And the Greeks knew that they were badly outnumbered and they were going to get slaughtered. So they sent this foot messenger, this long-distance runner named Pheidippides, and run, to recruit the Spartan is into battle to help, you know, push off the Persians. And that was the Genesis of the marathon.

A lot of people who run marathons know kind of a little bit of the lower, but you know, the the story goes that this runner as his final mission was to run from the battlefield of marathon when the Greeks actually defeated the Persian somehow. So he ran from that battlefield to the Acropolis. And he proclaimed Nikki Nikki or Nike Nike, which means victory, victory in Greek, we are victorious and then he dropped in died.

So, you know, it's a very glorious ending to some, to the ancient Greeks, you know, to die and serving your fellow man. It was kind of like the highest calling and I retell the story and I recreate the story. So I go to Greece and I researched the the path he took. I worked with the professor from Cambridge University, Professor Dr. Park Cartledge who's like the foremost authority on ancient Greek culture. So it's kind of a history book. If you're a history geek, this is a book to read. And it also, what I, like I learned in writing this is that this run largely preserved democracy. Because up in town, the Greeks, there was no such thing as democracy.

There's no, you know, there was no self-rule by the people. There was kind of this hierarchical dictatorship as most societies had evolved. Whereas, you know, there was a King or there was a ruler and there was his subjects under him. But Greece was very, very different than that. And, you know, had the Persians invaded Greece, that whole idea of democracy, which was just, you know, coming to the forefront would have been squelched all together.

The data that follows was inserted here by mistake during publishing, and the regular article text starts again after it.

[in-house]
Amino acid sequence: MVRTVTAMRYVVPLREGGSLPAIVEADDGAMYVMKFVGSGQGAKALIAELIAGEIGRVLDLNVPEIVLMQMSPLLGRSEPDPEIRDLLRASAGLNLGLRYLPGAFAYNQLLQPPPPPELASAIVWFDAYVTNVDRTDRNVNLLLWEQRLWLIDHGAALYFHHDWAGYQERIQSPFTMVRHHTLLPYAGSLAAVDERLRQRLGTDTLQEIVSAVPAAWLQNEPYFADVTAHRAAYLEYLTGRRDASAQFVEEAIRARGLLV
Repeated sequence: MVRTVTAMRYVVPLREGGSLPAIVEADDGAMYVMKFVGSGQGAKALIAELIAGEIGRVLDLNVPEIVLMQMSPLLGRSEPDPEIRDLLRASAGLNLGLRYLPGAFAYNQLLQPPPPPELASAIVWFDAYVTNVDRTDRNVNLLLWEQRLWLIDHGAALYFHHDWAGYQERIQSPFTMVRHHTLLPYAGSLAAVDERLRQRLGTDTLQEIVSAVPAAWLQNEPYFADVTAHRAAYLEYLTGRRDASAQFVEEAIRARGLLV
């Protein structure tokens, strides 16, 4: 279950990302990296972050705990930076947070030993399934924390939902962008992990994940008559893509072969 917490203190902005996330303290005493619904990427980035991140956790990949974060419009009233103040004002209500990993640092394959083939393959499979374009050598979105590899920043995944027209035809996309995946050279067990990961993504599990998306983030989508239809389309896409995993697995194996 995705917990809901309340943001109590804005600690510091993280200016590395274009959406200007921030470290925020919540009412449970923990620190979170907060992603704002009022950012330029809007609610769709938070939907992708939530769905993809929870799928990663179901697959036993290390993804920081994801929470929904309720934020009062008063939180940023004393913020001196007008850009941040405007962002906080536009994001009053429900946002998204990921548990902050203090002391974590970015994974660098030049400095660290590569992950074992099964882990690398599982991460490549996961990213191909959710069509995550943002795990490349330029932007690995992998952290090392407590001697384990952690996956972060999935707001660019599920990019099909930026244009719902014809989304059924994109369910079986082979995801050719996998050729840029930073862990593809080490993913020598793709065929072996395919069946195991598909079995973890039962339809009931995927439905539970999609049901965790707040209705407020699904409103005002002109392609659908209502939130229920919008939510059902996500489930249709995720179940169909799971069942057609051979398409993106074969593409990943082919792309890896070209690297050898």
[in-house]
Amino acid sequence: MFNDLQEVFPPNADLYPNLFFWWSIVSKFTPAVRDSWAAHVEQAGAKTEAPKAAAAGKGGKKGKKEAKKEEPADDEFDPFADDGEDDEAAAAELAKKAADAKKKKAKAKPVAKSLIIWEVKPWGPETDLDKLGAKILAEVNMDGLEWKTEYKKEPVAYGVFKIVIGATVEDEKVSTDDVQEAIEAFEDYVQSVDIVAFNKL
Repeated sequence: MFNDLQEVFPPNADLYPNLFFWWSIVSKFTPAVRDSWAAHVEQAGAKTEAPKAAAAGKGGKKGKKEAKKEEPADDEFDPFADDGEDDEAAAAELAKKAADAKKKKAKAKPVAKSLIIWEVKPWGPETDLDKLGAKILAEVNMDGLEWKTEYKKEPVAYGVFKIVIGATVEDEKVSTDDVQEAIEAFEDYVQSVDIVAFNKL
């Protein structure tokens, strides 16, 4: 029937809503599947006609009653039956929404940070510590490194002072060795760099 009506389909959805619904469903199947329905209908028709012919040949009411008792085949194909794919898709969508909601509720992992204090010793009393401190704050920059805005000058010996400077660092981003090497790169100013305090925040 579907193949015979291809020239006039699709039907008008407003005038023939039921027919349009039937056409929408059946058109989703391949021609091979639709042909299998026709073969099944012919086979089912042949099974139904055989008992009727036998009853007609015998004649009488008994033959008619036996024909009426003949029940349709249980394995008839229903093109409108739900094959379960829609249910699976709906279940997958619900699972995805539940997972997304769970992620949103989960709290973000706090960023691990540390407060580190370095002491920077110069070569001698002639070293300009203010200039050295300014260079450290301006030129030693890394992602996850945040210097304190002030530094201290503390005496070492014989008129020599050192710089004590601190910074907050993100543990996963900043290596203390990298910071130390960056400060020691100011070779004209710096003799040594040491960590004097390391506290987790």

It just completely demolished and who knows how things would have evolved from there, but it would have been very much different, you know, human evolution, cultural evolution from that point forward, had the Greeks lost at the battle of marathon.

Jonathan Levi: Very, very cool and interesting that you're taking kind of this whole different approach from the fitness books that you've written and dealing in the whole athletic industry.

I think that's really, really cool. And I always like to see authors branching out because it gives me hope that I'm not going to get stuck writing memory books for the rest of my life, writing about memory, but I have other interests. I want to write a course about Bitcoin and, you know, So I'm always really happy to see, you know, guys like Tim are like, okay, cool, like we talked about work now. I want to tell you guys all about cooking.

Dean Karnazes: Yeah, no, I mean, he's really influenced me in that regard and that's part, you know, he's part of the inspiration and I thought, you know, I've got to step out of this genre of just writing, uh, you know, adventure running books. It's gotta be something different. So yeah.

Jonathan Levi: Exactly. So Dean, I know we have run up on time here. I want to give you an opportunity to let people know where they can learn more. Where would you have us send them?